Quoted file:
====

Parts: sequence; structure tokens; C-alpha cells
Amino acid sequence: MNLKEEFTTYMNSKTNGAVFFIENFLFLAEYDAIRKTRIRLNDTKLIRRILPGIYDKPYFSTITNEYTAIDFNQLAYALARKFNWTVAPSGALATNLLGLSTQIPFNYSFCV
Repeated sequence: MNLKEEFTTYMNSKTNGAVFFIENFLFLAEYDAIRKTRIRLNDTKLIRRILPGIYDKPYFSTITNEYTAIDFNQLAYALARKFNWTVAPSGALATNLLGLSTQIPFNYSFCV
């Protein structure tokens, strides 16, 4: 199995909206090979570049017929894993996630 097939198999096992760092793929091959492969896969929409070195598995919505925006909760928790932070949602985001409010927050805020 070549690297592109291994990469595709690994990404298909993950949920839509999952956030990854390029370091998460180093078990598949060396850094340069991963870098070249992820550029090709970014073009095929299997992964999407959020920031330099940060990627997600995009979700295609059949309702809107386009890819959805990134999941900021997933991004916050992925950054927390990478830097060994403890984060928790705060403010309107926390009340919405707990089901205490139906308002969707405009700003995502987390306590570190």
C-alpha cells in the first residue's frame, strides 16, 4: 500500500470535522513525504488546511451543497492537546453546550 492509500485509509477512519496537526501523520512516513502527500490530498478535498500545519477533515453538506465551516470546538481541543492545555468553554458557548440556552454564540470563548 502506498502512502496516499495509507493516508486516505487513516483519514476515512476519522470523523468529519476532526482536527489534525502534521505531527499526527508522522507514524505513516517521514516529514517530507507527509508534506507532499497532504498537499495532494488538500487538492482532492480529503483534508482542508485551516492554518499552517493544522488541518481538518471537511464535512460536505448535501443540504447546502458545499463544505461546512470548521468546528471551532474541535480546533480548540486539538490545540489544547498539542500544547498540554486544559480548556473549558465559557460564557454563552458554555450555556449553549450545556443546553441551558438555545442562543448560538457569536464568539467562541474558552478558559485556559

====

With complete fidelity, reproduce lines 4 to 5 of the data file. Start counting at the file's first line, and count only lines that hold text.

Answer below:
């Protein structure tokens, strides 16, 4: 199995909206090979570049017929894993996630 097939198999096992760092793929091959492969896969929409070195598995919505925006909760928790932070949602985001409010927050805020 070549690297592109291994990469595709690994990404298909993950949920839509999952956030990854390029370091998460180093078990598949060396850094340069991963870098070249992820550029090709970014073009095929299997992964999407959020920031330099940060990627997600995009979700295609059949309702809107386009890819959805990134999941900021997933991004916050992925950054927390990478830097060994403890984060928790705060403010309107926390009340919405707990089901205490139906308002969707405009700003995502987390306590570190």
C-alpha cells in the first residue's frame, strides 16, 4: 500500500470535522513525504488546511451543497492537546453546550 492509500485509509477512519496537526501523520512516513502527500490530498478535498500545519477533515453538506465551516470546538481541543492545555468553554458557548440556552454564540470563548 502506498502512502496516499495509507493516508486516505487513516483519514476515512476519522470523523468529519476532526482536527489534525502534521505531527499526527508522522507514524505513516517521514516529514517530507507527509508534506507532499497532504498537499495532494488538500487538492482532492480529503483534508482542508485551516492554518499552517493544522488541518481538518471537511464535512460536505448535501443540504447546502458545499463544505461546512470548521468546528471551532474541535480546533480548540486539538490545540489544547498539542500544547498540554486544559480548556473549558465559557460564557454563552458554555450555556449553549450545556443546553441551558438555545442562543448560538457569536464568539467562541474558552478558559485556559